It is best if a name of a company translates worldwide. For instance, Kodak is pronounceable in just about every language. On the other hand, it was a mistake to call an automobile “Nova,” which means “doesn’t go” in Spanish.

It is an advantage to use names that begin with the letters at the beginning of the alphabet because such names will be listed at the top of directories and trade show listings. Trademark issues notwithstanding, names — such as Google or Venmo — that could morph into verbs, help diffuse brands.

Since domains will invariably be acquired to support the brands, it is important to consider a few issues that could result in discounts being applied to domain name valuations. With these issues in mind, the names should not be difficult to spell, should not be hyphenated, not be too lengthy and should not use symbols (for instance, “accelerate” is preferred to “acceler8”).

Values: A business’s revenue growth will be impeded to the extent that selling products is incongruous with its values. For instance, healthy food or natural food stores do not want to sell cigarettes or beer in view of the obvious contradiction in values.

Recently, CVS/pharmacy decided not to sell cigarettes because that drug store chain is becoming more active in providing medical services such as flu shots. McDonald’s restaurants decided not to allow Redbox to install its movie dispensing kiosks at its stores because the “R” rated movies in Redbox kiosks were inconsistent with the fast-food chain’s children-friendly mandate.

Cracker Barrel Old Country Store tried to repel investor Sardar Biglari’s efforts to obtain a board seat, in part, because Mr. Biglari’s acquisition of the racy men’s magazine Maxim was inconsistent with that restaurant’s family-friendly image.

Inertia: Most managers dedicate themselves to achieving the goals set out for them by their firm’s senior executives. Thus, it is difficult for businesses to pivot every time it is confronted with an opportunity. Virgin Hotels miscalculated banks’ willingness to diverge from their business models when executives of that hotel chain thought it would be able to scoop up real estate held by delinquent borrowers at fire sale prices. This plan did not materialize as most banks opted to roll over debt as opposed to foreclosing and then selling real estate on the cheap.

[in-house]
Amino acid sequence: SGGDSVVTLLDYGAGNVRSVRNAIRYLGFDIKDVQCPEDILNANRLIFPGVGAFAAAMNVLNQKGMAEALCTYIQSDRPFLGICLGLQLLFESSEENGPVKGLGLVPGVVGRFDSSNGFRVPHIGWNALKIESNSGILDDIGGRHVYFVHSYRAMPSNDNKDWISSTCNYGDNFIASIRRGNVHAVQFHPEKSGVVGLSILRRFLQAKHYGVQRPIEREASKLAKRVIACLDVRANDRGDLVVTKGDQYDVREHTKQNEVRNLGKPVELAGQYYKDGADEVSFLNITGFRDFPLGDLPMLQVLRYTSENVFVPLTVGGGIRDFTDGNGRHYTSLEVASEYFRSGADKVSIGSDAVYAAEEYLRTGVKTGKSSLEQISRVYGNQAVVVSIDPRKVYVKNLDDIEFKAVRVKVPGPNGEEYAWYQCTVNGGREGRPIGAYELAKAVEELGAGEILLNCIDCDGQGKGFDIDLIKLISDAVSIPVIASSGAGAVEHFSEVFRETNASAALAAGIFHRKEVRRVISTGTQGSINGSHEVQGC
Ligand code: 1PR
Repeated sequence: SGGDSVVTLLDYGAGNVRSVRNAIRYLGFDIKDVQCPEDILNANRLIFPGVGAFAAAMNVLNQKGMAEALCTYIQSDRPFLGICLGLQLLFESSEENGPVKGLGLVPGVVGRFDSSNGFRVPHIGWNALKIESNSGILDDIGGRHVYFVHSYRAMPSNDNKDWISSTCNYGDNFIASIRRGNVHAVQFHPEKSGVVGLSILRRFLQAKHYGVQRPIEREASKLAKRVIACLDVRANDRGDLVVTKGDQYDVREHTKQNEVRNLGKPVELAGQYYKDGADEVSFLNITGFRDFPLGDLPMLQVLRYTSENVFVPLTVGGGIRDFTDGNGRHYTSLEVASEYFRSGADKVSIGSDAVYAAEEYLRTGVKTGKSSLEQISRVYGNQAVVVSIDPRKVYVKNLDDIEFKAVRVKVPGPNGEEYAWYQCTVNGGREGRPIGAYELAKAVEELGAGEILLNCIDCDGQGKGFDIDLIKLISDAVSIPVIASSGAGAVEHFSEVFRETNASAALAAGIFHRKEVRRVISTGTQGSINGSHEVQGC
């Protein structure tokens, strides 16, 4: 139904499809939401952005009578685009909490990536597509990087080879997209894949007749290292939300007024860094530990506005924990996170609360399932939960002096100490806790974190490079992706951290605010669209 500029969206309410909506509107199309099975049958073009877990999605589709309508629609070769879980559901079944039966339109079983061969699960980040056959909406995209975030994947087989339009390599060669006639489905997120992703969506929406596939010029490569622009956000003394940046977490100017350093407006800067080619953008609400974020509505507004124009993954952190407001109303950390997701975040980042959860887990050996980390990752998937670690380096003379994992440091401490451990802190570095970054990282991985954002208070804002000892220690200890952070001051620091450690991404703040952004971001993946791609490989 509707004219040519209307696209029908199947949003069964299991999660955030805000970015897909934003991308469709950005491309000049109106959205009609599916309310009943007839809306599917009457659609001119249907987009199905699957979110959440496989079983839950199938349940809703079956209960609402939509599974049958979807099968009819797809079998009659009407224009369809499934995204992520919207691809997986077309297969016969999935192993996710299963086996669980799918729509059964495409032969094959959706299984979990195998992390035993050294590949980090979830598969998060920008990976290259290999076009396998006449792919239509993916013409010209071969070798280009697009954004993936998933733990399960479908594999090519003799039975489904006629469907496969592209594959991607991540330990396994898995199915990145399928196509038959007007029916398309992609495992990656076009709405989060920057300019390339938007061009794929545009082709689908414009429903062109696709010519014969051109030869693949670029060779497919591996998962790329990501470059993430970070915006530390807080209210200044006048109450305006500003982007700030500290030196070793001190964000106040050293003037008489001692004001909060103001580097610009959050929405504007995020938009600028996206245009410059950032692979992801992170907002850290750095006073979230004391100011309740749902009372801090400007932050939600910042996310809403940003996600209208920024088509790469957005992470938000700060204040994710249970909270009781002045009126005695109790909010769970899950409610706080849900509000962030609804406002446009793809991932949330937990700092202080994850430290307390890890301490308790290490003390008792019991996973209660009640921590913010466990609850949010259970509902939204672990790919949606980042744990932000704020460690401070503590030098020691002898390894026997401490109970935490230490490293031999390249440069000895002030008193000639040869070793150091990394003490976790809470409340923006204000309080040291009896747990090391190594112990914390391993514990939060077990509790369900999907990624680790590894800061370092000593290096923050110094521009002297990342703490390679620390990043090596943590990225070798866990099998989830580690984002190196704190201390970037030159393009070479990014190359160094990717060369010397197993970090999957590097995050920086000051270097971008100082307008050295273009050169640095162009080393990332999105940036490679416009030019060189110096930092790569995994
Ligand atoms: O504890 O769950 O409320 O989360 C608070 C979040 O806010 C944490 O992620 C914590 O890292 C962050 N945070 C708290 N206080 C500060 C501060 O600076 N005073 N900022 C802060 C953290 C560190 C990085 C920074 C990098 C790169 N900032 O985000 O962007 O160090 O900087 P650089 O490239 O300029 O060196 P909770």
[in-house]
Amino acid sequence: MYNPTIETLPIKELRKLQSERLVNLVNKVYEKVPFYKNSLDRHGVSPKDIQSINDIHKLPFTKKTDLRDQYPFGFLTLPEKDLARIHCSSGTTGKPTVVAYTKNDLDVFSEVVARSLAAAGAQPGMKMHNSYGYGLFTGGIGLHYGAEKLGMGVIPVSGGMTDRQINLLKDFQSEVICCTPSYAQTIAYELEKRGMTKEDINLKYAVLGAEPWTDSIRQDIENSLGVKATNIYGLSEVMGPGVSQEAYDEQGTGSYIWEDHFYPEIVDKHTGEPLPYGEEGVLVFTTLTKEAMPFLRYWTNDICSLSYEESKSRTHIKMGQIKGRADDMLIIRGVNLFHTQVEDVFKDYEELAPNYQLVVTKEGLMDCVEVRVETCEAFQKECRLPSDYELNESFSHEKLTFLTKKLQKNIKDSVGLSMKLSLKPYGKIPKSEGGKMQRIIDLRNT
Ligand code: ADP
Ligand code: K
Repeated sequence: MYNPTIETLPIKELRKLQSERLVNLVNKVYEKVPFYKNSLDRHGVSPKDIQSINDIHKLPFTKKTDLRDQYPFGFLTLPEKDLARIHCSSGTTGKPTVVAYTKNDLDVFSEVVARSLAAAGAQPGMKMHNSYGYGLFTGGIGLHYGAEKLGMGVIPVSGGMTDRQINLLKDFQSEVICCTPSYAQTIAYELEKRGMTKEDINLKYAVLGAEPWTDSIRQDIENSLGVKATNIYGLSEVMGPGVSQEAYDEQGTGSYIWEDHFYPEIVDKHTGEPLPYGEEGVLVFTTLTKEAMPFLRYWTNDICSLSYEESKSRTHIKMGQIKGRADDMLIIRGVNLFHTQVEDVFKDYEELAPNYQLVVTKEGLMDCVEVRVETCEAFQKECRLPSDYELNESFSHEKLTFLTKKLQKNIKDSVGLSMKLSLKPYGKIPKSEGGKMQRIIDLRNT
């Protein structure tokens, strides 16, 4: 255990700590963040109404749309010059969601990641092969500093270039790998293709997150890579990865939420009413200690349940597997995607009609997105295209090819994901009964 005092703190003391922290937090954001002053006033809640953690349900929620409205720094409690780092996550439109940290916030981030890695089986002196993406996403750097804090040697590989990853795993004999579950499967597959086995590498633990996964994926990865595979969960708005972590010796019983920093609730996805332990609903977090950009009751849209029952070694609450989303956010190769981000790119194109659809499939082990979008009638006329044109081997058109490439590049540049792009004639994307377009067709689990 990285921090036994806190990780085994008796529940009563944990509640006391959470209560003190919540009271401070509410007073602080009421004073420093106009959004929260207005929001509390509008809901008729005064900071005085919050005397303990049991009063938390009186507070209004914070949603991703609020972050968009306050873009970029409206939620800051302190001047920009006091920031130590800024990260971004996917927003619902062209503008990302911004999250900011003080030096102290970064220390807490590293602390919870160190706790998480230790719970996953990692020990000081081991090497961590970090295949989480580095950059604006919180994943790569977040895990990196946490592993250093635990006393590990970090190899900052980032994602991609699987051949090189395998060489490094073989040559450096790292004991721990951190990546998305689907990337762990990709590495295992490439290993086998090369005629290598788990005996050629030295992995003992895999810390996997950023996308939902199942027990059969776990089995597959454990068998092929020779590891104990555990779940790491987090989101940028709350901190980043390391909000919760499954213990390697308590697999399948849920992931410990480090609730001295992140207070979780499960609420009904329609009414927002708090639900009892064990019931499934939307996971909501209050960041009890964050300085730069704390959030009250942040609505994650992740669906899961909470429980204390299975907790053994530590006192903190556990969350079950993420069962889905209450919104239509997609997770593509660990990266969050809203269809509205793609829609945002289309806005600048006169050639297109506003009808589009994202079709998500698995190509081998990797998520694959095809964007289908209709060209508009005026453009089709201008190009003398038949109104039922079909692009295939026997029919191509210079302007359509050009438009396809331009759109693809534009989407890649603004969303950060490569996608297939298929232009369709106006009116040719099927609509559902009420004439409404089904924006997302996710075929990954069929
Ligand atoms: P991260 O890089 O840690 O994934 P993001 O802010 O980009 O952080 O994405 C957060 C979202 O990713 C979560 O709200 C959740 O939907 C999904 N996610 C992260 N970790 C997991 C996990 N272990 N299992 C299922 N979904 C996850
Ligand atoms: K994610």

Culture. The rate of decision making at a firm is not likely to change greatly in the short-term. In industries governed by voluminous regulations or shaped by prevailing cultural proclivities to hierarchy, a pensive decision-making process should be expected.

On the other hand, decision-making should be much more rapid in industries (such as mobile advertising) that are unregulated, populated with young people, and fueled with venture capital investment. Separately, there is a risk that companies driven by the founder’s or CEO’s ego may not be well-managed since these self-absorbed leaders sometimes tend to recruit less talented managers.

Internal Cooperation and Competition: Another issue along the lines of assessing a firm’s internal dynamics is the extent to which employees compete against one another. Restaurants have generally done a better job of managing this issue than automobile dealerships.

Many casual dining and upscale restaurants have adopted a policy of having each store’s wait staff pool and equally distribute the tips they collect at the end of each shift. I believe that this policy leads to a better dining experience for the patrons as well as a pruning of less competent servers. If a customer needs another napkin or fork and their server is not in sight, the closest server will be motivated to look after the customer. And the servers will detect which of their colleagues are contributing the least to the tip pool and will likely apply subtle (but effective) pressure on those lower performers to improve or resign.